Joe Neff

Henry McCollum, left, spent 30 years, 11 months and seven days on death row. Leon Brown was imprisoned at the age of 15 and spend the first decade in solitary confinement. In 2014 the men were released after DNA evidence implicated another man.
Courtesy of Patrick Megaro

In 1983, an 11-year-old girl was raped and killed in Red Springs, North Carolina. Half brothers Henry McCollum and Leon Brown, teenagers at the time, initially confessed to the crime, but later recanted saying they were coerced. They spent 31 years in prison until DNA from the crime scene proved them innocent.

gavel at courtroom
William Johnson / US Airforce Photo

A new law that took effect last week makes it more difficult for judges to waive fines and fees for people who cannot afford to pay them. Now a judge must issue a 15-day notice to all agencies involved before granting  a waiver. Critics argue this will cause a logistical backlog for the courts and ultimately result in more low-income people going to jail. Proponents say the courts rely on these fees, and the new law will help generate revenue. This law was not directly sponsored by any member of the General Assembly, so it is difficult to distinguish its political supporters.

classroom
Malate269 / Wikimedia Commons

 

Every year thousands of low-income students in North Carolina who achieve “superior” scores on end-of-grade tests are excluded from advanced programs, according to a recent report. The News & Observer and The Charlotte Observer reported that high-achieving, low-income students are left out of advanced classes at a higher rate than their wealthier classmates with the same test scores.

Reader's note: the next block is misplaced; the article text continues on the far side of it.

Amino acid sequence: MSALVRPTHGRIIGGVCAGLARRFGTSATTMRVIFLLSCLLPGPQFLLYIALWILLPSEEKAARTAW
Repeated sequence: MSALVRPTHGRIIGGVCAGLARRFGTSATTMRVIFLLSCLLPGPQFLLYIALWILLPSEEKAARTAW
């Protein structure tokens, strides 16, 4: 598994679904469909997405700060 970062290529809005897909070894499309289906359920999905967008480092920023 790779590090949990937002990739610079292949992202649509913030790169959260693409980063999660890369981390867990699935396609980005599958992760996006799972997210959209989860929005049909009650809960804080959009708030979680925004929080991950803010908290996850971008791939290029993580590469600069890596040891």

Gov. Pat McCrory
Governor's Office

A recently released memo from a deputy commissioner of corrections says that Governor Pat McCrory spoke twice with Secretary of Public Safety Frank Perry about expiring prison contracts.

Pat McCrory
James Willamor / Flickr Creative Commons

Governor Pat McCrory reportedly used his personal influence to help his friend and major political donor, Graeme Keith Sr., renew a $3 million contract with the state.

    

On March 12, 2014, Michael Anthony Kerr, an inmate at the Alexander Correctional Institution, died from dehydration en route to a hospital in Raleigh.

The treatment of Mr. Kerr in days leading up to his death have led to many questions as well as investigations by the US Attorney’s Office and the State Bureau of Investigation.

  The federal investigation into WakeMed over Medicare fraud looked like it was going to end in a settlement. But a federal judge twice rejected the agreement between the hospital and prosecutors, leaving the case unresolved. News & Observer reporter Joe Neff joins host Frank Stasio in the studio to discuss the case.

In a new News & Observer series, reporter Joe Neff uncovered tough, unethical tactics that hospitals use to make money. Neff writes that hospital CEOs get big paydays while poor patients are subject to ruthless harassment from bill collectors. Host Frank Stasio talks to Neff about how North Carolina hospitals are making big profits and driving up the costs of health care for everybody.